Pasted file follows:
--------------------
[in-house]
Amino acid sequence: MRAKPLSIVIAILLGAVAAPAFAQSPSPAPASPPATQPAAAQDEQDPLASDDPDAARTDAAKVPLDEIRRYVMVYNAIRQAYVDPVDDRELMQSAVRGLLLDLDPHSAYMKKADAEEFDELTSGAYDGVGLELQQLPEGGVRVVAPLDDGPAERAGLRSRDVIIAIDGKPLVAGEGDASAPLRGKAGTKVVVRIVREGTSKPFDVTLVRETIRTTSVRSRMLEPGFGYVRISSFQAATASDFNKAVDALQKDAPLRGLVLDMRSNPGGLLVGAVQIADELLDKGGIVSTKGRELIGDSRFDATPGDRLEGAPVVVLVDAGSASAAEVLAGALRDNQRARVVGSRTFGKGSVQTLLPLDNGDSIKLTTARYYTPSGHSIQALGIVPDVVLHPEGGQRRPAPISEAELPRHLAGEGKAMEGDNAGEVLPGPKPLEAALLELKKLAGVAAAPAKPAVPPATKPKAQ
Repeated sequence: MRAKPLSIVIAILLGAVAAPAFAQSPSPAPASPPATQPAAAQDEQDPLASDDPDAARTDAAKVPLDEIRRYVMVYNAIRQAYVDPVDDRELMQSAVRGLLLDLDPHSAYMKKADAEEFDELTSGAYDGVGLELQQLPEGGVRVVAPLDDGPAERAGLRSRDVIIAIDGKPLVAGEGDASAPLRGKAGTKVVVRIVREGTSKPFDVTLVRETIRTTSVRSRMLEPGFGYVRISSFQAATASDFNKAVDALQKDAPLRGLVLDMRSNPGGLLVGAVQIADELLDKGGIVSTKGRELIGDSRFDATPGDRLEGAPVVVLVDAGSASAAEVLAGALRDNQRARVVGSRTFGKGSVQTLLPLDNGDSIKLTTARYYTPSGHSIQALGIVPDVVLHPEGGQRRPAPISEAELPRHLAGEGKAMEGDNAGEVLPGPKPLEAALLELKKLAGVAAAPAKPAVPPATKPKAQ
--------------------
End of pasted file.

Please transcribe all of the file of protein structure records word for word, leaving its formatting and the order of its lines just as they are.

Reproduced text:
[in-house]
Amino acid sequence: MRAKPLSIVIAILLGAVAAPAFAQSPSPAPASPPATQPAAAQDEQDPLASDDPDAARTDAAKVPLDEIRRYVMVYNAIRQAYVDPVDDRELMQSAVRGLLLDLDPHSAYMKKADAEEFDELTSGAYDGVGLELQQLPEGGVRVVAPLDDGPAERAGLRSRDVIIAIDGKPLVAGEGDASAPLRGKAGTKVVVRIVREGTSKPFDVTLVRETIRTTSVRSRMLEPGFGYVRISSFQAATASDFNKAVDALQKDAPLRGLVLDMRSNPGGLLVGAVQIADELLDKGGIVSTKGRELIGDSRFDATPGDRLEGAPVVVLVDAGSASAAEVLAGALRDNQRARVVGSRTFGKGSVQTLLPLDNGDSIKLTTARYYTPSGHSIQALGIVPDVVLHPEGGQRRPAPISEAELPRHLAGEGKAMEGDNAGEVLPGPKPLEAALLELKKLAGVAAAPAKPAVPPATKPKAQ
Repeated sequence: MRAKPLSIVIAILLGAVAAPAFAQSPSPAPASPPATQPAAAQDEQDPLASDDPDAARTDAAKVPLDEIRRYVMVYNAIRQAYVDPVDDRELMQSAVRGLLLDLDPHSAYMKKADAEEFDELTSGAYDGVGLELQQLPEGGVRVVAPLDDGPAERAGLRSRDVIIAIDGKPLVAGEGDASAPLRGKAGTKVVVRIVREGTSKPFDVTLVRETIRTTSVRSRMLEPGFGYVRISSFQAATASDFNKAVDALQKDAPLRGLVLDMRSNPGGLLVGAVQIADELLDKGGIVSTKGRELIGDSRFDATPGDRLEGAPVVVLVDAGSASAAEVLAGALRDNQRARVVGSRTFGKGSVQTLLPLDNGDSIKLTTARYYTPSGHSIQALGIVPDVVLHPEGGQRRPAPISEAELPRHLAGEGKAMEGDNAGEVLPGPKPLEAALLELKKLAGVAAAPAKPAVPPATKPKAQ